A GIS Approach for Evaluating Municipal Planning Capability: Residential Built Form in Markham and Vaughan, Ontario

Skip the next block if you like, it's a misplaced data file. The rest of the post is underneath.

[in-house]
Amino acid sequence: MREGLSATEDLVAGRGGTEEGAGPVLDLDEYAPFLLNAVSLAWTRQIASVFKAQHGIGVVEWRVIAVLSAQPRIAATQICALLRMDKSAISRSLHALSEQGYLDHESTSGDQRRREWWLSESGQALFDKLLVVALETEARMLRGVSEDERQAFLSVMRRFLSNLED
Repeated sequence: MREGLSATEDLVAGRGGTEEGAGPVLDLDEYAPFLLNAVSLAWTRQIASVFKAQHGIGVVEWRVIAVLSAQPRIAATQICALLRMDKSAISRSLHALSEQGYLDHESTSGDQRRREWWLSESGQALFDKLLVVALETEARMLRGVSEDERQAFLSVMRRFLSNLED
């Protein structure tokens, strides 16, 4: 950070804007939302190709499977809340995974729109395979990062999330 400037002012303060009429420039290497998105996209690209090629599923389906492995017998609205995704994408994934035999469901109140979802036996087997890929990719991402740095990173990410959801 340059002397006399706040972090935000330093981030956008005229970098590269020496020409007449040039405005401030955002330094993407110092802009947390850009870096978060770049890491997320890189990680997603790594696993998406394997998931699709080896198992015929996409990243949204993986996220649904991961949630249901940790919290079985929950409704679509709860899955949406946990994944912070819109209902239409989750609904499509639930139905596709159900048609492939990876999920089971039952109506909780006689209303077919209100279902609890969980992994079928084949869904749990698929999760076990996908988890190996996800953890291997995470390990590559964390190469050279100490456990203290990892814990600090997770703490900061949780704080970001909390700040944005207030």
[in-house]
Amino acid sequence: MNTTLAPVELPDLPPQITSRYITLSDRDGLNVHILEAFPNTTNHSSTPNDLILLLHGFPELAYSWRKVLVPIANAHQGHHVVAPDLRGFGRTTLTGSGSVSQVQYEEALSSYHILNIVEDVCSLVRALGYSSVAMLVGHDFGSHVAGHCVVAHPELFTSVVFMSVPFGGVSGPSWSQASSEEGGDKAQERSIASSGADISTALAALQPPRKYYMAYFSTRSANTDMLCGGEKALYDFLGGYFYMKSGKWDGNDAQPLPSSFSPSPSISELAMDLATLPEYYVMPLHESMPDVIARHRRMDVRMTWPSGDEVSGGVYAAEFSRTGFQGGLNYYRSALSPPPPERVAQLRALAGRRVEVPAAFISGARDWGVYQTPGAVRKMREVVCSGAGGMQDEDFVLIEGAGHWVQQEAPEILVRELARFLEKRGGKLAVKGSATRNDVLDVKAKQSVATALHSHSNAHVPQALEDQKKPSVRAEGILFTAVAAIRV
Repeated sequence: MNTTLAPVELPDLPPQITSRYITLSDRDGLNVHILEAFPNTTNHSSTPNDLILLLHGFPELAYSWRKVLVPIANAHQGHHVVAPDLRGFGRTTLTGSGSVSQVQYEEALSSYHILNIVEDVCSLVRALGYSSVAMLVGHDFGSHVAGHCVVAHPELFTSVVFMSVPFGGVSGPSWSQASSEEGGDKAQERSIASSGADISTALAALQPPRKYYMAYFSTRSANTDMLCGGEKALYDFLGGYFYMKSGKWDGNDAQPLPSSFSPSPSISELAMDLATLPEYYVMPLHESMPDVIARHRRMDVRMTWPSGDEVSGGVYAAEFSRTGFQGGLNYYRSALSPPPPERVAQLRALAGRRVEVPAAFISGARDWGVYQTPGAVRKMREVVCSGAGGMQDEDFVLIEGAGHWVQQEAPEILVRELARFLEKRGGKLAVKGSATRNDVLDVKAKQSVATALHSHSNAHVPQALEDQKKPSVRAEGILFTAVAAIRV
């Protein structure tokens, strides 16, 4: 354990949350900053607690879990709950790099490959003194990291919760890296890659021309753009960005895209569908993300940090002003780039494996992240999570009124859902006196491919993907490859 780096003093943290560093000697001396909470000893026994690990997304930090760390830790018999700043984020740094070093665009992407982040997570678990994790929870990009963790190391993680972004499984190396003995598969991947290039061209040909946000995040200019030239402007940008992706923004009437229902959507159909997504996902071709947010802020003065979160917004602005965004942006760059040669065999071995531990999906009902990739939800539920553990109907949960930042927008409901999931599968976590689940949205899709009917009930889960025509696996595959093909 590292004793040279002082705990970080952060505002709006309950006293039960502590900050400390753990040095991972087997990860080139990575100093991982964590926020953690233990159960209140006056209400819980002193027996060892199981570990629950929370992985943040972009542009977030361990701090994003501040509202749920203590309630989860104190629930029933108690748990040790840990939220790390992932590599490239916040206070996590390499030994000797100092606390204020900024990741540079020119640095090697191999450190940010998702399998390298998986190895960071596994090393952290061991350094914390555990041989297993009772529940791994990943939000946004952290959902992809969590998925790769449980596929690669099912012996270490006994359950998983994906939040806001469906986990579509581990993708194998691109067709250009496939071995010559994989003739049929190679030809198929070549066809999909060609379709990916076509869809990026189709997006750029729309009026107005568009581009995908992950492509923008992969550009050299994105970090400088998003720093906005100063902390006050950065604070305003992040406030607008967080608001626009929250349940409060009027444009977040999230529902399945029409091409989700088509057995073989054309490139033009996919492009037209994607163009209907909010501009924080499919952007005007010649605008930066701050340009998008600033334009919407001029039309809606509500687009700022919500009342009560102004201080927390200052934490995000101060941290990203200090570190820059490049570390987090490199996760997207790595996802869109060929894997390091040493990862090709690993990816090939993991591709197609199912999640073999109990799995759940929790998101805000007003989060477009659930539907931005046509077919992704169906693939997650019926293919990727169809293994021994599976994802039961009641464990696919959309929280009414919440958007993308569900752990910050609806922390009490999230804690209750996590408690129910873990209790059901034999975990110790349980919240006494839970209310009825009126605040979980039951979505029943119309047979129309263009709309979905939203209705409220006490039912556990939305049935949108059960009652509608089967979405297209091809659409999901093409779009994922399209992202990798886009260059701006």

This research describes a methodology for measuring built form patterns using spatial data and GIS that is amenable to the study of large geographical areas. This methodology was used to investigate the capability of municipal planning to influence residential development. In the early 1990s, the Town of Markham, Ontario, Canada adopted a residential development philosophy inspired by New Urbanism. An adjacent municipality, the City of Vaughan, has employed a conventional development approach. By calculating several built form measures derived from the design prescriptions associated with New Urbanism, this study seeks to discern if Markham's adoption of an unconventional development philosophy has resulted in a residential built form distinct from that in Vaughan. <br /><br /> Built form measures are calculated for both municipalities for two eras. Development from 1981 to 1995 represents the "before" or baseline configuration, while development from 1996 to 2003 is used to characterize built form created when Markham's New Urbanist-inspired approach was in force. Period over period comparisons are carried out for each municipality, as are within-period comparisons between municipalities. <br /><br /> Findings indicate that development patterns are distinct in the two study periods. From the early period to the more recent, street networks take on a more grid-like organization while building lots and blocks become smaller. These changes are accompanied by an overall decline in accessibility to amenities. However, development patterns were found to be quite similar in both municipalities in the recent study period, exhibiting differences in degree, not in kind. The findings appear to indicate that planning's influence over residential built form is limited to moderately accelerating positive trends, and moderately retarding negative trends.